6. Zombie-free zone
Conwy Castle is one of the grandest castles in Wales, but as well as being a superb historical site and example of medieval architecture, it’s apparently a pretty good base for surviving a zombie attack!
At least, that’s according to Max Brookes, author of World War Z. The cult novel, turned into a Hollywood blockbuster starring Brad Pitt, imagines Conwy as the centre of the government resistance against an attack from the undead, as they wouldn’t be able to breach the castle’s walls and fortifications!
Hopefully this isn’t a theory we’ll have to test out…
7. Wonderful walls
Conwy’s strong structure goes beyond the castle itself; it’s one of the very best examples of a walled town in the UK. The walls here are the most intact in the country, and attract history buffs from around the world.
Discover the secrets of the magnificent castle and take a wander around the walls – some sections are free, and others require an entrance fee.
A long-standing nickname for people born within Conwy is ‘jackdaw’, after the birds that sit atop the walls!
8. International goats
Llandudno’s Great Orme is one of the town’s defining landmarks, but it’s the limestone headland’s exotic inhabitants that are really something special; the Orme has been home to a herd of Kashmiri goats for over 100 years.
After Squire Christopher Tower of Brentwood used his goats to make a cashmere shawl, George VI was so impressed he started a herd in Windsor.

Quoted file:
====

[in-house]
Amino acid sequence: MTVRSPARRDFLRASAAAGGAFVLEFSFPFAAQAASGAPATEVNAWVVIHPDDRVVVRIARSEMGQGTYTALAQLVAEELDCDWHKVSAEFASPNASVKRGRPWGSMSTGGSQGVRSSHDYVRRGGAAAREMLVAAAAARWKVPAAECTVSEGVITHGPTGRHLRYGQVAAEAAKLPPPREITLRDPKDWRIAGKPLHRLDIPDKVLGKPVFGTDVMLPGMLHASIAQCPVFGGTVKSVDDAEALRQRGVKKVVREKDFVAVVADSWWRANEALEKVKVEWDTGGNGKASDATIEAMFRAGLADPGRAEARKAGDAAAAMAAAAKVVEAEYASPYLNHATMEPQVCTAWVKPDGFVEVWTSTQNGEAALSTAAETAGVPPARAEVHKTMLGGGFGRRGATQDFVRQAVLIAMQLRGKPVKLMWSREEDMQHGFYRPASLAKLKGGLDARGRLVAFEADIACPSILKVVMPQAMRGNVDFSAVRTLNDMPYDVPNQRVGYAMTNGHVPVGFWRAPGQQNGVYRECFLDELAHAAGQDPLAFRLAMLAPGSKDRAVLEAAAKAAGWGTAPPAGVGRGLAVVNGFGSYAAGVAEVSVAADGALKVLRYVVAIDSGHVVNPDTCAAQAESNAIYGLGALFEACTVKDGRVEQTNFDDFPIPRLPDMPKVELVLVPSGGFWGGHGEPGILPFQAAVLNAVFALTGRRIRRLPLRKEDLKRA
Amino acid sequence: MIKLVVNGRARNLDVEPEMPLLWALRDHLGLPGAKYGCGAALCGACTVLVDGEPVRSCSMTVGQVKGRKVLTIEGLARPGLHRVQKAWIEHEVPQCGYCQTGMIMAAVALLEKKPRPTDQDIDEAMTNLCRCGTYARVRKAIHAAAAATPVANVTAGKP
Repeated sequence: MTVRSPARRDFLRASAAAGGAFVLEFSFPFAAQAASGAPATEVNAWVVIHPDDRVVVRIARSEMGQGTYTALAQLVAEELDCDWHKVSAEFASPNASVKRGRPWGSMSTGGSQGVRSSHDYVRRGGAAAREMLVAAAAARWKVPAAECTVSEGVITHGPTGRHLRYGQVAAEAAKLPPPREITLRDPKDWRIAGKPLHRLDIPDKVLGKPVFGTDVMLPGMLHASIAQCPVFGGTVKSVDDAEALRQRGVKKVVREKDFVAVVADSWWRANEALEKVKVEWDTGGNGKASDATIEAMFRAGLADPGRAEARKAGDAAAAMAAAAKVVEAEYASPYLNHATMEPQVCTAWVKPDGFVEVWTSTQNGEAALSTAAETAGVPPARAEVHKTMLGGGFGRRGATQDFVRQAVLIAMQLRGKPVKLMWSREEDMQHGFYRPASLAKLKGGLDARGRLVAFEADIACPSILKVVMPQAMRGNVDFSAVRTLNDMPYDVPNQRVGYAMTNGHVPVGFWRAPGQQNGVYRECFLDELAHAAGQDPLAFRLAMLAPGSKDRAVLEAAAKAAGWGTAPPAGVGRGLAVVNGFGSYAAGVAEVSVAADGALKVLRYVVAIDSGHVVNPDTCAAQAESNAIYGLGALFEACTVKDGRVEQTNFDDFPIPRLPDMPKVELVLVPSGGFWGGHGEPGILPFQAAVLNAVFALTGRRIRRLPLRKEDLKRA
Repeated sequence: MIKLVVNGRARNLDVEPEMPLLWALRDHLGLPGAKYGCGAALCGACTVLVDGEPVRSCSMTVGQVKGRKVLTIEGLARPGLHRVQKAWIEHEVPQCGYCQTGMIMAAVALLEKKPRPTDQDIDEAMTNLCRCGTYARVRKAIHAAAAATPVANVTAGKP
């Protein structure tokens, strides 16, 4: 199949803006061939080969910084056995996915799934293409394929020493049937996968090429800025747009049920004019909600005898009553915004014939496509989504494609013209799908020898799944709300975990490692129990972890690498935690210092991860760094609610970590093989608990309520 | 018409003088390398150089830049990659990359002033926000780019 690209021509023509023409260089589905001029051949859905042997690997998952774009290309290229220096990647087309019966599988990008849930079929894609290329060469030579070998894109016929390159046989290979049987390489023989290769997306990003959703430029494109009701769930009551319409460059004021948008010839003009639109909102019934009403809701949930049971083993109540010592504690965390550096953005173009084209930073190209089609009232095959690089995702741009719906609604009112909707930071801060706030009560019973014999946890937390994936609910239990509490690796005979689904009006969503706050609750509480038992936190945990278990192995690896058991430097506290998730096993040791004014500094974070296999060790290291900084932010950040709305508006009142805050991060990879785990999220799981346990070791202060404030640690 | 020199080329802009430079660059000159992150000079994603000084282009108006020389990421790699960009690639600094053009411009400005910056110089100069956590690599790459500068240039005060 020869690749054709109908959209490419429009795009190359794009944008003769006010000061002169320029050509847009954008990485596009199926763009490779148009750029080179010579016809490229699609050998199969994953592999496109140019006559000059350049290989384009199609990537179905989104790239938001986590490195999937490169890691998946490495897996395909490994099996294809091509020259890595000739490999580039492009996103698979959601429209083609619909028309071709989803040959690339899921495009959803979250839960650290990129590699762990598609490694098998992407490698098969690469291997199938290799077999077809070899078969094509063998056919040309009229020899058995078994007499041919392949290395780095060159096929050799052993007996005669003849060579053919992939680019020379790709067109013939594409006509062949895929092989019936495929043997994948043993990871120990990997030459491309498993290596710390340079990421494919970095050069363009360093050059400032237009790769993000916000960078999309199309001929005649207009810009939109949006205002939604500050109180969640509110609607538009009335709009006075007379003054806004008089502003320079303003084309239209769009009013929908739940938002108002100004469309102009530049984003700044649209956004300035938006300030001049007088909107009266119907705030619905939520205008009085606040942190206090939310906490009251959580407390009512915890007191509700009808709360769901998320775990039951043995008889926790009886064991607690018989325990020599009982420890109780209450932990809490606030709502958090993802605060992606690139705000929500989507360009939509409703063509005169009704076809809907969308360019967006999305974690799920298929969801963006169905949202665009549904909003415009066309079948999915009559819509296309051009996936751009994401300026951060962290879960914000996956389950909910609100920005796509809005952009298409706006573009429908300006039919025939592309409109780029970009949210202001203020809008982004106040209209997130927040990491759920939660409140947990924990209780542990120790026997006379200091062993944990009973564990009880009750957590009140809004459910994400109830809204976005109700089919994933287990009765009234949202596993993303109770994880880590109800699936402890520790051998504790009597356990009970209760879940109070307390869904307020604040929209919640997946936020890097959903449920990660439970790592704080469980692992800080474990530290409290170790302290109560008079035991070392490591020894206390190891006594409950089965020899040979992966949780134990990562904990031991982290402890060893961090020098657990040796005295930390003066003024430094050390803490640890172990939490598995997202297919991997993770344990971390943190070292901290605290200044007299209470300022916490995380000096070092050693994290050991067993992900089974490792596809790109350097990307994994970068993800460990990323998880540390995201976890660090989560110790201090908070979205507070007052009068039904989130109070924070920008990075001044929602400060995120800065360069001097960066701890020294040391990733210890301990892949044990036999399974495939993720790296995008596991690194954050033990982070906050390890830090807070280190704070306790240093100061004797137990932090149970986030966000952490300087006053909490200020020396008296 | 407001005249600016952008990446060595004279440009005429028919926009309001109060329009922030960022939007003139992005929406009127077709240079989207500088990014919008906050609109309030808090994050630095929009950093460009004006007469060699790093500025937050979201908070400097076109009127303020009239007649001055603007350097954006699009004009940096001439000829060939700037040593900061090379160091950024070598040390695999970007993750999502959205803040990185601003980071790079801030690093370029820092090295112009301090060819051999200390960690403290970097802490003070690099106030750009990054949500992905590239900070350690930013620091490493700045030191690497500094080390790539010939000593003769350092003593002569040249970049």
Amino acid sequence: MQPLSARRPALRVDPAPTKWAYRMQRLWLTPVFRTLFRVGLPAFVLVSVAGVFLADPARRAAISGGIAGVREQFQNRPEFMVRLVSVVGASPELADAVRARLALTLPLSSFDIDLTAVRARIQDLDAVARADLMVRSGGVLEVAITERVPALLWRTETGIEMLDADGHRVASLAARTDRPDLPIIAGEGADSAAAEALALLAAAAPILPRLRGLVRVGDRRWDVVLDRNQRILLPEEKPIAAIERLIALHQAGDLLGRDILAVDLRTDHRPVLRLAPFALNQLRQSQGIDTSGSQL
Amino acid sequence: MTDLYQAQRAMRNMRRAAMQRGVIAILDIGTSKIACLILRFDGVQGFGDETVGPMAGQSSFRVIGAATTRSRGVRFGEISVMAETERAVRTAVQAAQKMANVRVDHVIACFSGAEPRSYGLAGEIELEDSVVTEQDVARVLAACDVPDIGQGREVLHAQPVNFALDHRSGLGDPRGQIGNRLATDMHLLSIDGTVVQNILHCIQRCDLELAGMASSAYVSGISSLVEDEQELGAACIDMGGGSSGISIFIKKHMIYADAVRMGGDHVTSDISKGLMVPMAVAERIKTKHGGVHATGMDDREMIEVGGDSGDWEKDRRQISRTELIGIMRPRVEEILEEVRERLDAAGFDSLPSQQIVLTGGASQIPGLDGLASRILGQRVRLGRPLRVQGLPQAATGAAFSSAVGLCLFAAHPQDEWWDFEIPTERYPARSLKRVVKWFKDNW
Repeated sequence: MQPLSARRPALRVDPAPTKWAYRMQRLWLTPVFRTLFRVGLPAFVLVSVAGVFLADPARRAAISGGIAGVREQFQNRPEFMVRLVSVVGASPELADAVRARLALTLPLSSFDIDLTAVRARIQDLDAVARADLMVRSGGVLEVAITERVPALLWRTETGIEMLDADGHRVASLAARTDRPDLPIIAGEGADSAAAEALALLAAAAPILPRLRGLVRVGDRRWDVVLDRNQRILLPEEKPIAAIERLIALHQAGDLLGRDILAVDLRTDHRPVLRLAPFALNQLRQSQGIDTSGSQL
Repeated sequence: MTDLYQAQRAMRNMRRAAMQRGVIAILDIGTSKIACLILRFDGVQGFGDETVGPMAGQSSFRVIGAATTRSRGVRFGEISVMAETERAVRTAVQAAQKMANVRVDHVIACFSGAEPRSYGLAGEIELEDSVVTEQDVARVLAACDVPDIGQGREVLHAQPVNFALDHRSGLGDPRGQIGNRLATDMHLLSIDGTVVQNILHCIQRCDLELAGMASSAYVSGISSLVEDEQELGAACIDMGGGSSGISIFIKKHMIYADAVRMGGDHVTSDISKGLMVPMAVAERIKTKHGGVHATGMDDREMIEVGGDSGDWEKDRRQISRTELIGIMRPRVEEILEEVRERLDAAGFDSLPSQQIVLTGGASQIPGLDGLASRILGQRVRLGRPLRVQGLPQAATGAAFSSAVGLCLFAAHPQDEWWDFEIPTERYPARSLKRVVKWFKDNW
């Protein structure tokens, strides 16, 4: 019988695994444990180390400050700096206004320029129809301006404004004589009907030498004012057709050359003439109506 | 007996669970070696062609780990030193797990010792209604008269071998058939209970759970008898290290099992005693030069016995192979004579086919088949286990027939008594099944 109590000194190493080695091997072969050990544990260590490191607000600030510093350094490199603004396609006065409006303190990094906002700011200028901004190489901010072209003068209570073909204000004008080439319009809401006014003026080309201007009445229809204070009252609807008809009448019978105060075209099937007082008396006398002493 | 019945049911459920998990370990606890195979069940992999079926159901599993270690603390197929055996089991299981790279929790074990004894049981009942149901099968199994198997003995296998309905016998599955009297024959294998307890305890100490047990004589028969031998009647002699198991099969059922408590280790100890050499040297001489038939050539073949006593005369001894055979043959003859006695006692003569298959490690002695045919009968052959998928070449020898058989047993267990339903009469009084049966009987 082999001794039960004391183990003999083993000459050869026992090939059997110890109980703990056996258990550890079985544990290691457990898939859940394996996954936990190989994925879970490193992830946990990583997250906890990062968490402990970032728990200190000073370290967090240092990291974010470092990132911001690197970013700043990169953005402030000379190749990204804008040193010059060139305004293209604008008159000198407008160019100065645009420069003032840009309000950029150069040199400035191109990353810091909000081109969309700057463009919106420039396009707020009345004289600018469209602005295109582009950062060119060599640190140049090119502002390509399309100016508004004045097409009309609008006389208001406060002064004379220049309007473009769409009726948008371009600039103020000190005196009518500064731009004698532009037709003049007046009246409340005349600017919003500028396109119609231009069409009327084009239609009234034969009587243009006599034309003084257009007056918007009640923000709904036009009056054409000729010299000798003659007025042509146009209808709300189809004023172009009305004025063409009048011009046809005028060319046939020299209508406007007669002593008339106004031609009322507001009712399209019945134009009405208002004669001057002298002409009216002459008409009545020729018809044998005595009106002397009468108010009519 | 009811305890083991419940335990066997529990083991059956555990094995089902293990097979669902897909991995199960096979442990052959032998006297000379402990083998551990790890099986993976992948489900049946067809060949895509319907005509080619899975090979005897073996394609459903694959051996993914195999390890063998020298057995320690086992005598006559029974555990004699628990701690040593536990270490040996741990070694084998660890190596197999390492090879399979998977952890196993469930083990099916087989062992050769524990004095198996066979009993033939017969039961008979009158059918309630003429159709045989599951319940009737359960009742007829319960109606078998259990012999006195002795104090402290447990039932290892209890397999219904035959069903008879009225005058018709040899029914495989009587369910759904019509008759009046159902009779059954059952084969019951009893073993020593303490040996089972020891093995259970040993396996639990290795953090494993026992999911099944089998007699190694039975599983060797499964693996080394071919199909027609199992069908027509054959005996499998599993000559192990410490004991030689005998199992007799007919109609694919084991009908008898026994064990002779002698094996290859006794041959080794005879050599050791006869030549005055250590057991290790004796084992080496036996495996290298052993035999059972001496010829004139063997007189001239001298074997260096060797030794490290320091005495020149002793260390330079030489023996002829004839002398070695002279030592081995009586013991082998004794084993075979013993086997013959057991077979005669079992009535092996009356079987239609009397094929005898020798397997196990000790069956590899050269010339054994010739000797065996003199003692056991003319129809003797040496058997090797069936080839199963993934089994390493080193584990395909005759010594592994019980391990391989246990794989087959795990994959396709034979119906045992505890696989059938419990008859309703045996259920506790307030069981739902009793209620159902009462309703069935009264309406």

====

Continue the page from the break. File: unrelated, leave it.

Two of these royal goats were brought by Major General Sir Savage Mostyn to the Orme, where they roam free to this day.
9. Ancient treasures
As well as royal livestock, the Great Orme is home to a Guinness World Record! In 2004 the mine here was named the largest Bronze Age copper mine in the world.
With over 5 miles of subterranean tunnels and caves, the area was first mined about 4,000 years ago.
After falling into disuse, the mines were uncovered again in 1987 in an incredible archaeological discovery. Today, they are open to visitors from March until October.
10. World-class gardens
Overlooking the Conwy Valley, the picturesque Bodnant Garden is a beloved place in North Wales, bursting with lush lawns, leafy trees and tropical flowers from all over the world.
Though the garden and award-winning Welsh Food Centre are well-known, fewer know that Bodnant has been a trailblazer in all things botany for quite some time.
Among the records it holds, the garden was home to the first laburnum arch (built in 1880), welcomed Britain’s first magnolias in the late 1800s from China, and saw completely unique rhododendron hybrids grown here from the 1920s.
Today a National Trust property, Bodnant is still home to plant species from around the world and is a fantastic day out in the great outdoors.
Inspired by these Conwy Valley secrets? There’s plenty more to discover in North Wales all year round. Discover our collection of charming properties here and start planning your adventure today.
Images courtesy: Smallest House, Conwy by © Copyright Brian Deegan and licensed for reuse under the Creative Commons Licence. Llandudno Floral Clock by © Copyright Richard Hoare and licensed for reuse under the Creative Commons Licence.